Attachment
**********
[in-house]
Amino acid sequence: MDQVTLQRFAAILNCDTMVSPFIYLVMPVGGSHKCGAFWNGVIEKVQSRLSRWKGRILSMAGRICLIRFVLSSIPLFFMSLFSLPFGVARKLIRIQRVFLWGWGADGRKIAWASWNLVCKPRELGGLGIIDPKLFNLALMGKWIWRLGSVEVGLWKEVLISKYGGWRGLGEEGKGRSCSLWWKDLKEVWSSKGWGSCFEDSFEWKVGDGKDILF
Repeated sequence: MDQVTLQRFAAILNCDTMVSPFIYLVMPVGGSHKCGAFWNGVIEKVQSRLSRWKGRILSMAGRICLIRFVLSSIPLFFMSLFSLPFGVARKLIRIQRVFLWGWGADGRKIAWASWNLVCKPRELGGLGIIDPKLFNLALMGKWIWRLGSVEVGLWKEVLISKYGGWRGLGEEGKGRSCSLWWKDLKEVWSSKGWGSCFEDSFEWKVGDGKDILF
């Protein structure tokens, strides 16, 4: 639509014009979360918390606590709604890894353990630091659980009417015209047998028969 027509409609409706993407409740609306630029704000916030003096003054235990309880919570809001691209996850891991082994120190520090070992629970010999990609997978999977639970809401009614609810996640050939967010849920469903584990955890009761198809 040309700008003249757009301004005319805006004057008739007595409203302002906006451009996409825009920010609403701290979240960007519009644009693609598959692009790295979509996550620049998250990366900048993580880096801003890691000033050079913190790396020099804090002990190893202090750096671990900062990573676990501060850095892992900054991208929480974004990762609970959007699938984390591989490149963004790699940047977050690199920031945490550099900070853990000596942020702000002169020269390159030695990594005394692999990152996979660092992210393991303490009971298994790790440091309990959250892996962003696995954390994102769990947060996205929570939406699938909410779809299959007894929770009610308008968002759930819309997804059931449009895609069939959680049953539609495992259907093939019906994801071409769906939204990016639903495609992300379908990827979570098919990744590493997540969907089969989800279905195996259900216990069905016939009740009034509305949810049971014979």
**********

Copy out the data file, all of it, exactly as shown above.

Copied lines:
[in-house]
Amino acid sequence: MDQVTLQRFAAILNCDTMVSPFIYLVMPVGGSHKCGAFWNGVIEKVQSRLSRWKGRILSMAGRICLIRFVLSSIPLFFMSLFSLPFGVARKLIRIQRVFLWGWGADGRKIAWASWNLVCKPRELGGLGIIDPKLFNLALMGKWIWRLGSVEVGLWKEVLISKYGGWRGLGEEGKGRSCSLWWKDLKEVWSSKGWGSCFEDSFEWKVGDGKDILF
Repeated sequence: MDQVTLQRFAAILNCDTMVSPFIYLVMPVGGSHKCGAFWNGVIEKVQSRLSRWKGRILSMAGRICLIRFVLSSIPLFFMSLFSLPFGVARKLIRIQRVFLWGWGADGRKIAWASWNLVCKPRELGGLGIIDPKLFNLALMGKWIWRLGSVEVGLWKEVLISKYGGWRGLGEEGKGRSCSLWWKDLKEVWSSKGWGSCFEDSFEWKVGDGKDILF
């Protein structure tokens, strides 16, 4: 639509014009979360918390606590709604890894353990630091659980009417015209047998028969 027509409609409706993407409740609306630029704000916030003096003054235990309880919570809001691209996850891991082994120190520090070992629970010999990609997978999977639970809401009614609810996640050939967010849920469903584990955890009761198809 040309700008003249757009301004005319805006004057008739007595409203302002906006451009996409825009920010609403701290979240960007519009644009693609598959692009790295979509996550620049998250990366900048993580880096801003890691000033050079913190790396020099804090002990190893202090750096671990900062990573676990501060850095892992900054991208929480974004990762609970959007699938984390591989490149963004790699940047977050690199920031945490550099900070853990000596942020702000002169020269390159030695990594005394692999990152996979660092992210393991303490009971298994790790440091309990959250892996962003696995954390994102769990947060996205929570939406699938909410779809299959007894929770009610308008968002759930819309997804059931449009895609069939959680049953539609495992259907093939019906994801071409769906939204990016639903495609992300379908990827979570098919990744590493997540969907089969989800279905195996259900216990069905016939009740009034509305949810049971014979």